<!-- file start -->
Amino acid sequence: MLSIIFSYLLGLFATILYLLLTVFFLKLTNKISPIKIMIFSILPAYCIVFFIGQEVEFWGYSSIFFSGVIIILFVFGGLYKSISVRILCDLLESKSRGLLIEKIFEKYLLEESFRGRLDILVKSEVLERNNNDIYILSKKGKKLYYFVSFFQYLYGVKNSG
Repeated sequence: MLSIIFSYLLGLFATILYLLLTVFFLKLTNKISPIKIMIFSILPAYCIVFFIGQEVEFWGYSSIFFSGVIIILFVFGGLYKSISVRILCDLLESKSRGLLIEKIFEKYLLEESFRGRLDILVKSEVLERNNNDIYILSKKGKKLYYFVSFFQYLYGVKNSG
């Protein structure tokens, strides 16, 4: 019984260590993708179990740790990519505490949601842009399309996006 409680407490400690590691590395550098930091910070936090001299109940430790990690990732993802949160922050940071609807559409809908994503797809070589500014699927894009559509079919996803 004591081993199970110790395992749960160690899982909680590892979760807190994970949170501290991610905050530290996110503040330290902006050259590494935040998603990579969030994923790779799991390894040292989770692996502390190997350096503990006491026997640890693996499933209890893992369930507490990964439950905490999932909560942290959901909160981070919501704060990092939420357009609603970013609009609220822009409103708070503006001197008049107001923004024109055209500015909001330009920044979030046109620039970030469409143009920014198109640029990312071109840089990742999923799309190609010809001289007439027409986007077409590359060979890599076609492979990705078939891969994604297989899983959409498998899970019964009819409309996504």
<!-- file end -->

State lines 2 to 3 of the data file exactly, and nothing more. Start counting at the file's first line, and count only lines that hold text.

Repeated sequence: MLSIIFSYLLGLFATILYLLLTVFFLKLTNKISPIKIMIFSILPAYCIVFFIGQEVEFWGYSSIFFSGVIIILFVFGGLYKSISVRILCDLLESKSRGLLIEKIFEKYLLEESFRGRLDILVKSEVLERNNNDIYILSKKGKKLYYFVSFFQYLYGVKNSG
């Protein structure tokens, strides 16, 4: 019984260590993708179990740790990519505490949601842009399309996006 409680407490400690590691590395550098930091910070936090001299109940430790990690990732993802949160922050940071609807559409809908994503797809070589500014699927894009559509079919996803 004591081993199970110790395992749960160690899982909680590892979760807190994970949170501290991610905050530290996110503040330290902006050259590494935040998603990579969030994923790779799991390894040292989770692996502390190997350096503990006491026997640890693996499933209890893992369930507490990964439950905490999932909560942290959901909160981070919501704060990092939420357009609603970013609009609220822009409103708070503006001197008049107001923004024109055209500015909001330009920044979030046109620039970030469409143009920014198109640029990312071109840089990742999923799309190609010809001289007439027409986007077409590359060979890599076609492979990705078939891969994604297989899983959409498998899970019964009819409309996504």